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Q&A: Sugarman on Sugar, Fats, and the American Diet

Stephen Sugarman
Stephen Sugarman

By Susan Gluss

As the new year begins, many Americans take part in a classic ritual: New Year’s resolutions. Topping most lists is ‘diet and weight loss.’ How many of us vow to shed a few pounds and exercise more? Enough to create a multi-billion dollar diet industry. But, despite our good intentions, diets typically fail. Some blame it on lack of discipline, but others, like Professor Stephen Sugarman, say not so.

Sugarman lays the blame squarely on the retail food industry—large box stores and chain restaurants that sell foods high in sugar, salt, and saturated fat. How can Americans stay slender when most of the foods they buy are laden with hidden calories?

Obesity brings with it serious health problems like heart disease, high blood pressure, and diabetes. The growing U.S. waistband translates into skyrocketing health care costs and an estimated 300,000 deaths each year.

What’s to be done? Sugarman wants supermarkets and restaurants to reduce the excess sugars, fats, and calories in products they sell—or face financial penalties.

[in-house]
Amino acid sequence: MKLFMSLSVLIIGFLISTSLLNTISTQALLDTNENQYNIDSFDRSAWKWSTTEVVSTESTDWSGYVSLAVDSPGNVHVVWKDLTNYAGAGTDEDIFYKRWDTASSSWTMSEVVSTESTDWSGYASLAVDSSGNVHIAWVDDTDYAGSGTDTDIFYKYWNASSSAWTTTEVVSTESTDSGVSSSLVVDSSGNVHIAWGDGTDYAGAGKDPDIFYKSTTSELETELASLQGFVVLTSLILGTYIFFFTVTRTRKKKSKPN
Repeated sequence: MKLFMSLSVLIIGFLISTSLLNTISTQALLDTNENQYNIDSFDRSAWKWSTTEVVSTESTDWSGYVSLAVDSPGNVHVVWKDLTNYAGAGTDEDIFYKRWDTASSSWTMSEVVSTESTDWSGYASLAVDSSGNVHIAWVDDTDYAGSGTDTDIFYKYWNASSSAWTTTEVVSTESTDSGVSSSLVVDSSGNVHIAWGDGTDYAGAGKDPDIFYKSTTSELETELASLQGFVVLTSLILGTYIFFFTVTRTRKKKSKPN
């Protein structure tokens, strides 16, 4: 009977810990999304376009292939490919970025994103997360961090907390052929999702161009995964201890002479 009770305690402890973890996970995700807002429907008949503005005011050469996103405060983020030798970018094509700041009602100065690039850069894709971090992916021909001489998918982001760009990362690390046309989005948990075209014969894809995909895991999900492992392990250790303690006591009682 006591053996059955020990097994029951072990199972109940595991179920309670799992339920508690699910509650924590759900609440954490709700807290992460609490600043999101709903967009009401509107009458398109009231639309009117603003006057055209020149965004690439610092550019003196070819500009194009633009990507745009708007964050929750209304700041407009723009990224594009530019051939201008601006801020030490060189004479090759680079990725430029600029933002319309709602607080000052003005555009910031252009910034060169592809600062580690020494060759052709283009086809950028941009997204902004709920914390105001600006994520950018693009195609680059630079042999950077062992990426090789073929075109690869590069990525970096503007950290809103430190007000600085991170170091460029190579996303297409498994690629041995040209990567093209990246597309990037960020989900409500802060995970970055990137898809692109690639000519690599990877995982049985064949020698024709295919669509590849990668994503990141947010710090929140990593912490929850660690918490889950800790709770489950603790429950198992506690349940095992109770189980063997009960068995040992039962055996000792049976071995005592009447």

This approach is called “performance- or outcome-based regulation.” It’s similar to “cap and trade” policies enacted to slow climate change, where companies must reduce the amount of carbons they emit, or pay a hefty fine. Professor Sugarman wants similar action taken against the food and beverage industry.

Q: You’ve been writing about the social ills caused by obesity, smoking, gun ownership, auto accidents, and alcoholism for nearly a decade. Your new paper Enticing Business to Create a Healthier American Diet: Performance-Based Regulation of Food and Beverage Retailers centers on preventing the ills of bad diets. How would this work?

A: I hit upon the idea that we could ask the food industry to reduce the bad outcomes of their own products—such as heart disease and diabetes—caused by poor diets. That’s the idea behind outcomes- or performance-based regulations: we regulate the result, the performance, the outcome. And we let companies figure out how to do it.